In speaking with the library director, she said that people have commented on all the new books.  She’s replied, they haven’t added any new volumes; the old library was just that over-crowded.  Now it has plenty of room for technology, including a maker space, a teen zone, genealogy room,  lots of quiet nooks and meeting spaces.  Plus…the books books books. It even has an outdoor balcony for those who like some fresh air while they read.

For now, the entire Cultural Center is open six days a week with plans to expand to seven days a week sometime later.  If you come for a visit, don’t forget to save time to visit the nearby Schaeffer Barn, the old school house, the mill and the train depot, all set along the scenic Patoka River in downtown Jasper.  Admission is free.

The view from the library entrance from the atrium.
Lots of current magazines and newspapers to read and plenty of reading nooks for everybody.
One of many work spaces for patrons. Most of the tables have charger stations, too.
The beautiful wall art by Romy and Clare Designs. The upper level holds offices, the genealogy room and an outdoor patio/balcony.
One of the little reading nooks in the children’s section. Each has its own reading light, too. Of course, I had to try one out.
A view of the children’s section with child-sized furniture, shelves and family-friendly activities.
Another inviting lounge area. The teen zone and maker space are in the glass-walled areas behind. Recorded books and digital media and music to the rear right.
The money shot from the balcony area. Such a beautiful design for all.
Parking at the rear of the center shows our neighbors, Schaeffer barn and a one-room school house which was recently moved in. To the rear of that is the famous Riverwalk. And across the street from the center is the Jasper Train Depot and the old restored mill. This will be a great place to bring kids for field trips.

My favorite paintings

Avignon from the Palais des Papes, watercolor, 19 x 29. Framed. This landscape is one of my favorite watercolor paintings. The scene is from the Palace of the Popes, set on a hill in Avignon, Provence, France. I was on a bicycle tour of Provence and this was one of our stops. The scene just took my breath away. It still reminds me of a grand adventure so long ago and I enjoy looking at it every day.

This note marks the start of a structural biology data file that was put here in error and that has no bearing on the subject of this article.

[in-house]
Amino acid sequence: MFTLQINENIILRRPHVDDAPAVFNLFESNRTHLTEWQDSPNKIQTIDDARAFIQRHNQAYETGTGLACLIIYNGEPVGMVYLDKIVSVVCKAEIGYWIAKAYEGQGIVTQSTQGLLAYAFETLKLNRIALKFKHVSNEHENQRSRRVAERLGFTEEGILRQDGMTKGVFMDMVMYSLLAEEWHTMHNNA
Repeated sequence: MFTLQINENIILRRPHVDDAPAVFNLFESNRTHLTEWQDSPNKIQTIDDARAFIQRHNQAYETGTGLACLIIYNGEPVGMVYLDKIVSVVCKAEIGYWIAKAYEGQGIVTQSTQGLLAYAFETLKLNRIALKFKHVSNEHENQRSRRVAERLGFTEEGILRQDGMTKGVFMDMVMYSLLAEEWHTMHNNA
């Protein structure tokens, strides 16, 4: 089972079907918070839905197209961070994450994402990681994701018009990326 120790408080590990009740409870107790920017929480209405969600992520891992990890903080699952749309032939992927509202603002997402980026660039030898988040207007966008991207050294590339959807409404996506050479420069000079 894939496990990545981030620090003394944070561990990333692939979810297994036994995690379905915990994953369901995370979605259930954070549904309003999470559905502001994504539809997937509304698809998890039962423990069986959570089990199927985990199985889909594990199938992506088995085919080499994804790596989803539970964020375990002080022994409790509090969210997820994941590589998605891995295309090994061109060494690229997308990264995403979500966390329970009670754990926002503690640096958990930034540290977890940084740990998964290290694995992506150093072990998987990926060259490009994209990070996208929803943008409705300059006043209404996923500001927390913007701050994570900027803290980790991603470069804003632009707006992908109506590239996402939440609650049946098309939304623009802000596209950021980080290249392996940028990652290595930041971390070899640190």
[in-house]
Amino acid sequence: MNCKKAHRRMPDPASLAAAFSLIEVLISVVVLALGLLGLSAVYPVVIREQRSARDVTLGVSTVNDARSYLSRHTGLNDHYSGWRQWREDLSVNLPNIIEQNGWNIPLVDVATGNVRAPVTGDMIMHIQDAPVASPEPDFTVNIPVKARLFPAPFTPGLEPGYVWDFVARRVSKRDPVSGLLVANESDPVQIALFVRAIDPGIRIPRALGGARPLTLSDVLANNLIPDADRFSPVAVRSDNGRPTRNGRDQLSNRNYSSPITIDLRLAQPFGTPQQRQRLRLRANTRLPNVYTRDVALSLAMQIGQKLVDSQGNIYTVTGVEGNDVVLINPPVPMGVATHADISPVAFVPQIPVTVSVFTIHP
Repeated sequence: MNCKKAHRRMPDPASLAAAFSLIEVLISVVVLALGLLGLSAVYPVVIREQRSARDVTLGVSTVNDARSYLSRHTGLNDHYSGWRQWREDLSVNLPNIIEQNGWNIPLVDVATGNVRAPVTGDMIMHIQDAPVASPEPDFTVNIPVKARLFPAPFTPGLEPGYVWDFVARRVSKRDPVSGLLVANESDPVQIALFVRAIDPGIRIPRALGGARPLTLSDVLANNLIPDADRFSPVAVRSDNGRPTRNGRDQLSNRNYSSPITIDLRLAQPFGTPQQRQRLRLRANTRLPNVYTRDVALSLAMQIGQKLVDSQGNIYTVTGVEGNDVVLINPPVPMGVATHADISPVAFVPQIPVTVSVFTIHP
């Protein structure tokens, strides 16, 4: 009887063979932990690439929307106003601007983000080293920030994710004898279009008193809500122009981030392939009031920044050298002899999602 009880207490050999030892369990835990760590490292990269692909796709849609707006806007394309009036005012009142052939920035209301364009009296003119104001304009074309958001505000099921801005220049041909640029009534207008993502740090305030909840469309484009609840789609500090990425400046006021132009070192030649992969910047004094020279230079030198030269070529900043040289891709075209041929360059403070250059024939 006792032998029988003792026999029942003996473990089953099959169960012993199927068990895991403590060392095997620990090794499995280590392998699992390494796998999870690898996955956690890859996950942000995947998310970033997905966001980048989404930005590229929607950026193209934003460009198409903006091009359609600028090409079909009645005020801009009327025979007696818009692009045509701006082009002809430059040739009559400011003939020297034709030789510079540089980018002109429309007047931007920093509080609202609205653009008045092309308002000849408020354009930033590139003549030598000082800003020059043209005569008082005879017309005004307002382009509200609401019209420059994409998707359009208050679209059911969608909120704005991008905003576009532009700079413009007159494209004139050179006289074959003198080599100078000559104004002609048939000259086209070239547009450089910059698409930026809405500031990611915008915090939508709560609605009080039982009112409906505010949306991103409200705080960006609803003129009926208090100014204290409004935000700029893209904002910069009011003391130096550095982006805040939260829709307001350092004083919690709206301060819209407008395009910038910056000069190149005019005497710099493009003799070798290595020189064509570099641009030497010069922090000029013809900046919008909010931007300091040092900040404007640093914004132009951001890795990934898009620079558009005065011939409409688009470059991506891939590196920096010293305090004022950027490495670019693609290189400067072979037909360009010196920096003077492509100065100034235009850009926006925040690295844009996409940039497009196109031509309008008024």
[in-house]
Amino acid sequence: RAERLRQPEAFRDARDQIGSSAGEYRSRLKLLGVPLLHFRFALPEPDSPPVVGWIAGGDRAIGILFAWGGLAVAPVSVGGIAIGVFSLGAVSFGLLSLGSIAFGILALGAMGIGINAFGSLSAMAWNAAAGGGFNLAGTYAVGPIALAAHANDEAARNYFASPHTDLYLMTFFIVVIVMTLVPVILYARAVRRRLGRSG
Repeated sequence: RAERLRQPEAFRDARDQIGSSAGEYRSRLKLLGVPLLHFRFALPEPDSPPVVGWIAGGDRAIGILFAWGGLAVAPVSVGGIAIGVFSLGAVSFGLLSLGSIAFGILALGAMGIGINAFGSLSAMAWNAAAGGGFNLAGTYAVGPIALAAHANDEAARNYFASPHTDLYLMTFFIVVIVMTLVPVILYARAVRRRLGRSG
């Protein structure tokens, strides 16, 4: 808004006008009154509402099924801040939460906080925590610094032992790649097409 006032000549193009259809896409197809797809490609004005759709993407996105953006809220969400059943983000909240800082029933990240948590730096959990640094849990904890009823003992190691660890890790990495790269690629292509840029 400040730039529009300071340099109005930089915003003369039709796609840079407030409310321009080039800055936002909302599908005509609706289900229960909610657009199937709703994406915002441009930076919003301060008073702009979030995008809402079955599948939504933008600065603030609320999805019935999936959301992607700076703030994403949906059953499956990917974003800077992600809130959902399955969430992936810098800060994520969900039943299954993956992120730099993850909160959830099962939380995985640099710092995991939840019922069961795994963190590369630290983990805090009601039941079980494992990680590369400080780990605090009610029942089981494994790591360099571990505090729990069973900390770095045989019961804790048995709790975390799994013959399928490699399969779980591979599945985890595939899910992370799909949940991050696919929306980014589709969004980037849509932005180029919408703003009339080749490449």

I was recently asked what is my favorite large painting that I’ve done over my career.  Boy, that is a difficult question to answer, especially for someone with a career spanning over 35 years!

Just looking through files and folders of images spanning over three decades is a daunting task.  First there were photographs, printed and filed.  Then all the images collected on slides which was the only way we could apply for exhibits.  This involved special film, tripods, 3200K lights, a whole set up which took hours to accomplish.  And then I didn’t even know if I had captured the image correctly until the slides returned.  Thank goodness those days are over.

Now, we take photos with a digital camera, the better the camera, the better the image.  Of course, now every decent phone has a great camera.  And I don’t bother with the lights anymore.  I usually just hang the paintings on the outside of my studio on a cloudy day or on the north side. Photo imaging software can handle the rest.

My first couple of decades as an artist, I focused solely on watercolor or media on paper – pastel, charcoal, pen and ink. Watercolor paper is limiting by the size, standard sheet of 22 x 30.  Although at times I have used rolled paper which can get very large, most paintings of this time were standard size or smaller.

The past few decades have been primarily devoted to oils and acrylics.  Sizes vary here depending upon my design and are usually on canvas, canvas board, or even hard board.

Each painting has a story behind it.  I remember what inspired me, where I was, even what music or recorded book I was listening to.  These are just a few of my favorite large paintings from over the years.  Certainly not all, but a few. As you can see, I am particularly attracted to stories with people. Although throughout the years, I ‘ve painted many still lifes and scenery of all kinds, I keep returning to the human element.

The Boy with the Butterfly, watercolor, extra large. A butterfly landed on my son’s head and just stayed there for several minutes, enough time for me to capture several photos. My son has always had a somewhat fey or faraway look to him and I think this captures him perfectly. The other son and pets are in the background. This is one of the largest watercolors that I’ve painted and I had to use Arches on a roll and stretched on a large piece of finish-grade plywood to keep the paper flat. Framed, it is quite an impressive painting.